The "Good Enough Mother" – According to Winnicott
Donald Winnicott was a pediatrician and a psychoanalyst who made important contributions to understanding the mother-child bond. He postulates that a mother’s performance influences the subsequent emotional development of the baby. Therefore, he established the concept of the “good enough mother” to explain the minimum essentials for an infant to mature adequately.
The safety of the baby will depend on these first vital stages. Whether or not the mother has been able to cover a child’s needs can lead to different traits and pathologies. However, what’s most powerful and remarkable about Winnicott’s theory is that no mother needs to be or is expected to be perfect. Let’s see why.
The functions of a mother
The early stages of a baby’s life are characterized by the baby’s inability to differentiate themself from their mother. The emotional bond is extremely close and the child is completely dependent on the mother’s care. For the infant, there is no separation between them and their mother. As a result, the mother’s behaviors must be focused on detecting and satisfying the needs of the child.
For the child to develop properly, the mother has to fulfill the role of physical support. For example, you need to feed a baby, clean them, clothe them, and protect them. You also need to give them physical affection frequently. These are all ways to show your baby love through body language. By identifying their needs, meeting these needs, and being there for them, you can help prevent any distress.
However, in addition, it’s important for the mother to provide emotional support. For example, they need to be open and accepting of all the child’s emotional needs, accepting them, and treating them appropriately.
The mother has to deal with the child’s positive feelings, smiles, and playfulness. However, they also need to be willing and available to handle negative emotions of crying, anxiety, and impulsiveness.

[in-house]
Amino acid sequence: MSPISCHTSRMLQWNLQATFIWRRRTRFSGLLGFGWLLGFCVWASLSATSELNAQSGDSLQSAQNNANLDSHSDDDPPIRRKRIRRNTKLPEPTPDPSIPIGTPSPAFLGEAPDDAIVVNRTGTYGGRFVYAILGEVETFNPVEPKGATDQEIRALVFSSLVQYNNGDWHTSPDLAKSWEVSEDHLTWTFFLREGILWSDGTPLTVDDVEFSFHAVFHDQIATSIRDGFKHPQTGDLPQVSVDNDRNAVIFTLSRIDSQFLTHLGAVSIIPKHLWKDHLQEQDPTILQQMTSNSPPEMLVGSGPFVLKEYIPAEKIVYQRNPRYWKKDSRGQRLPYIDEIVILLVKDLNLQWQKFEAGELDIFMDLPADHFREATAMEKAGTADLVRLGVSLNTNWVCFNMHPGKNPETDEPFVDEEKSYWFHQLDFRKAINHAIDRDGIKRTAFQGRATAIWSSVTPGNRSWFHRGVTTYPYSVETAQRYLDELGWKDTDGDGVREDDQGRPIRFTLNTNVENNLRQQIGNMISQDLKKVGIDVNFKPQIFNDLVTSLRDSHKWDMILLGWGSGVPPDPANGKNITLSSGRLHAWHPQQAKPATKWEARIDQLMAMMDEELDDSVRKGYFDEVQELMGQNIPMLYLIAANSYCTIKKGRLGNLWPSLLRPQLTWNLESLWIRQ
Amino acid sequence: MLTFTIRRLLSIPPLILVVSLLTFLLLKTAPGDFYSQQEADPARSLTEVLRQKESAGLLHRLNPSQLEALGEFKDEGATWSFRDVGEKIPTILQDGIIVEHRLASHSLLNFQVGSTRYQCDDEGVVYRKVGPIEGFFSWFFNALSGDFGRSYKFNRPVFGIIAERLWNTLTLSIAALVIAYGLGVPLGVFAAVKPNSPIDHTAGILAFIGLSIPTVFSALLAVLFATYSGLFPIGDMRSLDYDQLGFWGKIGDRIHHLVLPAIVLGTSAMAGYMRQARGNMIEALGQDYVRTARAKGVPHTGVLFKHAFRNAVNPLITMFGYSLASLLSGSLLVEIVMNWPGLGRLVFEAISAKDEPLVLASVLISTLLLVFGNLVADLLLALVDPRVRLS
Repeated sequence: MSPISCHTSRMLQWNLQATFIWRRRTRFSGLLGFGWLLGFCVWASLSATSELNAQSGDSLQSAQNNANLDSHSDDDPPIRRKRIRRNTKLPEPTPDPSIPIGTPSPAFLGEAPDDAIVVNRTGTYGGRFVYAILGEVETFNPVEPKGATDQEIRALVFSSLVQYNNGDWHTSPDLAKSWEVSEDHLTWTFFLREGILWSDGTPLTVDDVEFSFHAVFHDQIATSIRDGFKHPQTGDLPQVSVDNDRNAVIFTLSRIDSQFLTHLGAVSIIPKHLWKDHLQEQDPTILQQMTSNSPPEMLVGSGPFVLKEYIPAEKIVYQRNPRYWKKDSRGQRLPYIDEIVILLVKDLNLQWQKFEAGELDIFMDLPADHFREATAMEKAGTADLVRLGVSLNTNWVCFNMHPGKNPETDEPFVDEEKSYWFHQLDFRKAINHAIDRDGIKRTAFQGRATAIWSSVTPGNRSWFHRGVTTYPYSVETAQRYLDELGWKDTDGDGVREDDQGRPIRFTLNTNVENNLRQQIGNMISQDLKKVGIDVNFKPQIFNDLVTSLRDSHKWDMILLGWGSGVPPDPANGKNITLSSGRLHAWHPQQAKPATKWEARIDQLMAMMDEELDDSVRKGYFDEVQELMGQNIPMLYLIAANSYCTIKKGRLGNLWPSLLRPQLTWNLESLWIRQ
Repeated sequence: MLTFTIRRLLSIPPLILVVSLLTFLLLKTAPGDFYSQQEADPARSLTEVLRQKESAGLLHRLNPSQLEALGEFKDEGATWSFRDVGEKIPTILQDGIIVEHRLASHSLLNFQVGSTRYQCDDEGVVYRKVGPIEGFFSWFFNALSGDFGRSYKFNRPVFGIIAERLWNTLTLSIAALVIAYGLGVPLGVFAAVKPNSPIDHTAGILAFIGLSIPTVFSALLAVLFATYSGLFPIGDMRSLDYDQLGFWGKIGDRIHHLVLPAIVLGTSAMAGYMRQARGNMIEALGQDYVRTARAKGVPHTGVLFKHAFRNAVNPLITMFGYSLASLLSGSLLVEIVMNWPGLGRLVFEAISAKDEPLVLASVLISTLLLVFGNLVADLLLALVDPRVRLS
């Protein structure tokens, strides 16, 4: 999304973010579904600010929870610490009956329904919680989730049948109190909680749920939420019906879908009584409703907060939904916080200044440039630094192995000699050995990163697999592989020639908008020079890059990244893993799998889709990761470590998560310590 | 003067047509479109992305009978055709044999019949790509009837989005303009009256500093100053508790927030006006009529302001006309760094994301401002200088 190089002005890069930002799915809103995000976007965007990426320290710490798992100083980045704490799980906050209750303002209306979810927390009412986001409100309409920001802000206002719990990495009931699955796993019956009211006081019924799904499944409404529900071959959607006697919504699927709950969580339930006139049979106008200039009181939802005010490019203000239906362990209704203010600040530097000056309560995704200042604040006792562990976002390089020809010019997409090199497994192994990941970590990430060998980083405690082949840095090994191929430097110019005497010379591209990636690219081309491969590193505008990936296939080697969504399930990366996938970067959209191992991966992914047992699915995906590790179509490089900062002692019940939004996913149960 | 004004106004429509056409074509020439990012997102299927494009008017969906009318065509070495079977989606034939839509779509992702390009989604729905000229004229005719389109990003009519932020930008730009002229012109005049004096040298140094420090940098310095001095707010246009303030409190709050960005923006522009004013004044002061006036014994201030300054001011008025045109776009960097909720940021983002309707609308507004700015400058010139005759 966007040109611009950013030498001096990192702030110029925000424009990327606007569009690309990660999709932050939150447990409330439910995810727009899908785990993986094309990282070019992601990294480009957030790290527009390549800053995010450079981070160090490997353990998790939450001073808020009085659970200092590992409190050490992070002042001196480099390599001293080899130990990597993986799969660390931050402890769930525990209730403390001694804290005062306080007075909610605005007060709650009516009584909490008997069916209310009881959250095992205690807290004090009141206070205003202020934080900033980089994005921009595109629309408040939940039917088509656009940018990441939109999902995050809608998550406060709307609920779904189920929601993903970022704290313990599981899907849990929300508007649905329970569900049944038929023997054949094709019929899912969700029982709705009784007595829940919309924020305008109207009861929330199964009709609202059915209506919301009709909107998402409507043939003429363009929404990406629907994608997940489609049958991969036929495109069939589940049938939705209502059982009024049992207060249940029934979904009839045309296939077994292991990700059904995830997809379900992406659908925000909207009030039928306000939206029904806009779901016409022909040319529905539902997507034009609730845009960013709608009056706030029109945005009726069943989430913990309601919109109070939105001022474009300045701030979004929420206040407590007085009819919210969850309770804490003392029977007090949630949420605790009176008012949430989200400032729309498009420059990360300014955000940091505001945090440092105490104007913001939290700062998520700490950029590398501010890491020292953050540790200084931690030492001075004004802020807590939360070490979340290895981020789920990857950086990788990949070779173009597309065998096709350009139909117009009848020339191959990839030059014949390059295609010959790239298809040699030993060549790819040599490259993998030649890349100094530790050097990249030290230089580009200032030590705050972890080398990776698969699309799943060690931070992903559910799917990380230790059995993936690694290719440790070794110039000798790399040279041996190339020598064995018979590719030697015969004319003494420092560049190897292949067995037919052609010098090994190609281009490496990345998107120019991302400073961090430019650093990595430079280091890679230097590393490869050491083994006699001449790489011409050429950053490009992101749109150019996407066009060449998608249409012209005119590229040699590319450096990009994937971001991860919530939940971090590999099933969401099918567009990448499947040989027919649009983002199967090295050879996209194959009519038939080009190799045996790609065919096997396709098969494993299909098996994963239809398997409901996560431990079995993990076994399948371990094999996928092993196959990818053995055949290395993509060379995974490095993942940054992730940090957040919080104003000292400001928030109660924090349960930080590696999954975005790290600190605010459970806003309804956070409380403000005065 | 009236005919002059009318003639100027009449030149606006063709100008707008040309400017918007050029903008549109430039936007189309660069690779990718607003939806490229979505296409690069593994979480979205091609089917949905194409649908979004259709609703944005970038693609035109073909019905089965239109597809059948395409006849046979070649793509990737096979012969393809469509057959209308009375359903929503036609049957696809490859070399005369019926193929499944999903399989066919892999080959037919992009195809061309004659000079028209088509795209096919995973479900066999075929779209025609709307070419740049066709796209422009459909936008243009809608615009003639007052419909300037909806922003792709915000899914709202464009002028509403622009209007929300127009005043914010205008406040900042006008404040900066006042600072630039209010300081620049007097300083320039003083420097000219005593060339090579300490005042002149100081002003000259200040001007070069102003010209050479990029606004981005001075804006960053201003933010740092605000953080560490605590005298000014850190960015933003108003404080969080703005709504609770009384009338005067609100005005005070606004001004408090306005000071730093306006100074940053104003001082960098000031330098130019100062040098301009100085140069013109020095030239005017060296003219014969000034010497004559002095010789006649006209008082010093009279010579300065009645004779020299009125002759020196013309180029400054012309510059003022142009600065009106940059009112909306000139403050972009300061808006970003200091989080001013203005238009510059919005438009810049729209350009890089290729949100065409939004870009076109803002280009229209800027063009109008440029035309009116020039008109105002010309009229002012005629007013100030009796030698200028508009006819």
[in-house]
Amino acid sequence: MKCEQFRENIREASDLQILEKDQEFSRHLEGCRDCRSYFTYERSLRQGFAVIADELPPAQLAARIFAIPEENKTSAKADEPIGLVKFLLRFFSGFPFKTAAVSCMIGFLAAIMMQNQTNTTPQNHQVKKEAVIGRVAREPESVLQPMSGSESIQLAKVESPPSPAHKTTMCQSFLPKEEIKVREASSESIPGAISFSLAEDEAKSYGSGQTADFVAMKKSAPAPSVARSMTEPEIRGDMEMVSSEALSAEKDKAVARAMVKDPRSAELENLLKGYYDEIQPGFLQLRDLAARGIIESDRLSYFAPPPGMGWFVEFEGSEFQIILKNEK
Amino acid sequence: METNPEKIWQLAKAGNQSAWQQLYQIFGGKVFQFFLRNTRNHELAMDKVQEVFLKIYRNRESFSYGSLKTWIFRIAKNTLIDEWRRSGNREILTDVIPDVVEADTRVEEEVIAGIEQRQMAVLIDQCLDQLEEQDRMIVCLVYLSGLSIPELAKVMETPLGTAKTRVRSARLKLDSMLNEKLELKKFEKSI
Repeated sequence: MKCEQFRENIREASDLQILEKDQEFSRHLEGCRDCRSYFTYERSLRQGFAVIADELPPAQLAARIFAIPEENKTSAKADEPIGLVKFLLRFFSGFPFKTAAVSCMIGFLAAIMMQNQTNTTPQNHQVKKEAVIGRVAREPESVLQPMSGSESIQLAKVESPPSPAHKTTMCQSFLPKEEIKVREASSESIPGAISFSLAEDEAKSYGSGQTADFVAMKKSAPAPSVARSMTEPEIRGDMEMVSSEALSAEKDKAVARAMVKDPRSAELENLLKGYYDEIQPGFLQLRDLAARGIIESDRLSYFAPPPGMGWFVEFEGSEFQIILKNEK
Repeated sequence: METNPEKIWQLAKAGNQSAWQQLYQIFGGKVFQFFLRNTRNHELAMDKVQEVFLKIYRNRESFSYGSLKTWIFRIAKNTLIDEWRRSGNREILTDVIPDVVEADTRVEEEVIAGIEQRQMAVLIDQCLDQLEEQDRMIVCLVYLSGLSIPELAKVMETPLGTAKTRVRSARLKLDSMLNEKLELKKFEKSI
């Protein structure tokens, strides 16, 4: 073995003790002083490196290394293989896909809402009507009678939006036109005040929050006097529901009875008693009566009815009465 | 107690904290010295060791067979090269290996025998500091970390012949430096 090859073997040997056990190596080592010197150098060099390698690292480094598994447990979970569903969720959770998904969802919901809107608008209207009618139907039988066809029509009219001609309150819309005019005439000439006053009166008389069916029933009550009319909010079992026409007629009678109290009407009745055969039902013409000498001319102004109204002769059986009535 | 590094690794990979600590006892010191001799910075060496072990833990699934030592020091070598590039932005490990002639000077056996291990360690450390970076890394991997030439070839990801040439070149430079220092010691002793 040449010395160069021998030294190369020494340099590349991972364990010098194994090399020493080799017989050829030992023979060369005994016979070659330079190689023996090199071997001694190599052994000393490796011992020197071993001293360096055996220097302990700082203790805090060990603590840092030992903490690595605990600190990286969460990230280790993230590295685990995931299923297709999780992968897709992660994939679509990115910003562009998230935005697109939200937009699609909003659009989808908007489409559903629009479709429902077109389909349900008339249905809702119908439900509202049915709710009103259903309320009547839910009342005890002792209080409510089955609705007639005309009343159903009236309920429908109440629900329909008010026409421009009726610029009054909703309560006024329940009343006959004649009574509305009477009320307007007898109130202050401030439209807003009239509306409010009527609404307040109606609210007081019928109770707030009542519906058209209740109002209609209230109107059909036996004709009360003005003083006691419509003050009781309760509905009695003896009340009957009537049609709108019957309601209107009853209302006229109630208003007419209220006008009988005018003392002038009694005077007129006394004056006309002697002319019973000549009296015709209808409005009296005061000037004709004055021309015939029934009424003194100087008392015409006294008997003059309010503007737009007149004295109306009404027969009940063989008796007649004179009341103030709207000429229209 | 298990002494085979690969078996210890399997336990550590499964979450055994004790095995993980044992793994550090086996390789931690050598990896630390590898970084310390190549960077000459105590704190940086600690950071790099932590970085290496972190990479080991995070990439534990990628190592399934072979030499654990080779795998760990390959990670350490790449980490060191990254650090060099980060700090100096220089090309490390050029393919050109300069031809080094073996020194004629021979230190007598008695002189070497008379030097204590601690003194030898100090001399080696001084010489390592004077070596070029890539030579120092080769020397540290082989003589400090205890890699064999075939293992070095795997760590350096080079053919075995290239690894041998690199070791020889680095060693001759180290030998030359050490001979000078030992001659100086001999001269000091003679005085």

Through the support the mother gives, the child will feel well-being, love, and understanding. Ultimately, they’ll learn to feel safe. If this process has taken place properly, the infant will be able to face the transition to gradual separation from the mother. This will help the baby establish themself as an independent, different being from the mother.
All of these maternal behaviors are motivated by a feeling of “maternal concern” that starts during pregnancy. It’s a special sensitivity that allows women to identify their child and attend to and recognize their needs.
A good enough mother
However, it’s not realistic to expect a mother to always be perfect. You won’t understand every cry, gesture, and discomfort of your baby right away and you won’t always be able to solve every problem instantly. We can’t maintain the expectation that you’ll always be in the right frame of mind or have the patience to respond ideally.
This isn’t realistic, and it’s also not necessary. In reality, a child is able to tolerate some degree of frustration. As they grow, this threshold also rises. For example, a mother’s temporary absence, her exhaustion in some moments, or her inability to understand what her child needs sometimes won’t hurt the child emotionally.
A mother doesn’t have to be perfect, just good enough. For example, a mother should be present and available to the child, attend to their needs, help them when they’re upset, and show love. However, as a human, they will fail at times and this is natural.
On the other hand, there can be harmful consequences for the baby when the mother consistently fails to care for and hold the child. Generally, if the mother isn’t physically or emotionally available, the child can show unpredictable changes in attitude that makes it difficult for them to develop confidence.
Even if this happens, if the mother is able to see and fix her mistakes, she can fix the problem, as she is already showing love and care to repair the damage and build a better bond.
You don’t need to be perfect
In short, if you’re a mother and you feel pressure to be perfect, don’t worry about it! You can make mistakes, feel exhausted at times, and lose patience. It’s natural and just remember, you’re good enough.It might interest you...
All cited sources were thoroughly reviewed by our team to ensure their quality, reliability, currency, and validity. The bibliography of this article was considered reliable and of academic or scientific accuracy.
- Shulz, V. M. LO SUFICIENTEMENTE BUENO: Con un cinco basta.
- Pelento, M. (1985). Teoría de los objetos y proceso de curación en el pensamiento de Donald Winnicott. Anuario de la Asociación Escuela de Psicoterapia para Graduados, 11, 187-197.